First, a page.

This study examined associations between sociometric status and friendship quality using observational and questionnaire data from 139 fourth-grade girls and their friends. Multivariate analyses of covariance (controlling for ethnicity and socioeconomic status) showed that rejected girls and their friends did not differ in their reported friendship quality compared to average or popular girls. However, coded behavioral observations revealed that compared to other girls, rejected girls displayed more negative affect, bossiness, and deviance but less positive gossip, negative gossip, prosocial behavior, and social competence. Furthermore, as a dyad, compared to other girls, rejected girls and their friends exhibited less behavioral maturity and poorer conflict resolution skills. These results are important in advancing understanding of ways in which rejected girls may perpetuate their problems in peer contexts.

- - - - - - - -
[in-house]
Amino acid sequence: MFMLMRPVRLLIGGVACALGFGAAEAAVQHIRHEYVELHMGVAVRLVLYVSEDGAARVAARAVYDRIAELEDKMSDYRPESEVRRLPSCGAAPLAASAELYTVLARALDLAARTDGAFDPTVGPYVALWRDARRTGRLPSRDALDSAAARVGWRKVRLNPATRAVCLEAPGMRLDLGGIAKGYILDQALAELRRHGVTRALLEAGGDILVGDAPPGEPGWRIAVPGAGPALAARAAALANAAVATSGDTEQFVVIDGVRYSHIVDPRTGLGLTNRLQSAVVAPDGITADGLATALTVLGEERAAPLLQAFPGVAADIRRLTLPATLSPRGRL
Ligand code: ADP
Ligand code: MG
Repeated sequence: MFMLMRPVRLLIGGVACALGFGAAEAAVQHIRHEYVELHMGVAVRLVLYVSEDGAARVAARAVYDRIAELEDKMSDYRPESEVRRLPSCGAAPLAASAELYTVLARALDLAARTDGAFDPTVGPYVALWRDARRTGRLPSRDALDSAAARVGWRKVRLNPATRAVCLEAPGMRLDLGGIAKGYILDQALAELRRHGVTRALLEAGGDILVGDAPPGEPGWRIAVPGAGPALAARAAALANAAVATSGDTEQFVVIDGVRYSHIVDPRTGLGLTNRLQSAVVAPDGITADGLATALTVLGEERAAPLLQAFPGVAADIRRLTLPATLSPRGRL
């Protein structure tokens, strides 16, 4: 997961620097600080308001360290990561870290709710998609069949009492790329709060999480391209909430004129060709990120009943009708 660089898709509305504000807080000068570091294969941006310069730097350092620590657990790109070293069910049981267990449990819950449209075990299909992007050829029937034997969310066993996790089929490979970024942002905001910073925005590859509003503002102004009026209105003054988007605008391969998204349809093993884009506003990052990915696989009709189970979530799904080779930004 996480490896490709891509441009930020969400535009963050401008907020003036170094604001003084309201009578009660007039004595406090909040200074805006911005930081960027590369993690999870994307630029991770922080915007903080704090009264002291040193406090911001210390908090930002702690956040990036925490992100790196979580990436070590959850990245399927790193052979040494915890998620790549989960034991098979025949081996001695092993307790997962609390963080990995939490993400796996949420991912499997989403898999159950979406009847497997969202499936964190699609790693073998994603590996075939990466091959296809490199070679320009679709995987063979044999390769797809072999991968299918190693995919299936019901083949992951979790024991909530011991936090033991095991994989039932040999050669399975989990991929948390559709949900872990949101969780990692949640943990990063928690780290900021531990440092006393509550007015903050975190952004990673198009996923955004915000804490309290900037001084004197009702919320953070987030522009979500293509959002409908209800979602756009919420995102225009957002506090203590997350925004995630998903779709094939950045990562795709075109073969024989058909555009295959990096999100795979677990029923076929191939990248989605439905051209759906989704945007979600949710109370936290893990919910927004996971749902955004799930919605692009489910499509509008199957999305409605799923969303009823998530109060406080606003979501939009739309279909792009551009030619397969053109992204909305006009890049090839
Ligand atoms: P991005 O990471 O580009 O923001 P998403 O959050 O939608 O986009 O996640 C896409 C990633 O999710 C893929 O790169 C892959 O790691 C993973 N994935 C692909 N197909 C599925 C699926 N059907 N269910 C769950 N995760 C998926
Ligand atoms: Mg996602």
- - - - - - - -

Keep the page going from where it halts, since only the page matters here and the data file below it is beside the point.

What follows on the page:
Lansford, Jennifer E.; Putallaz, Martha; Grimes, Christina L.; Schiro-Osman, Kimberlea A.; Kupersmidt, Janis B.; and Coie, John D.
"Perceptions of Friendship Quality and Observed
Behaviors with Friends: How do Sociometrically
Rejected, Average, and Popular Girls Differ?,"
Merrill-Palmer Quarterly: Vol. 52
, Article 4.
Available at: http://digitalcommons.wayne.edu/mpq/vol52/iss4/4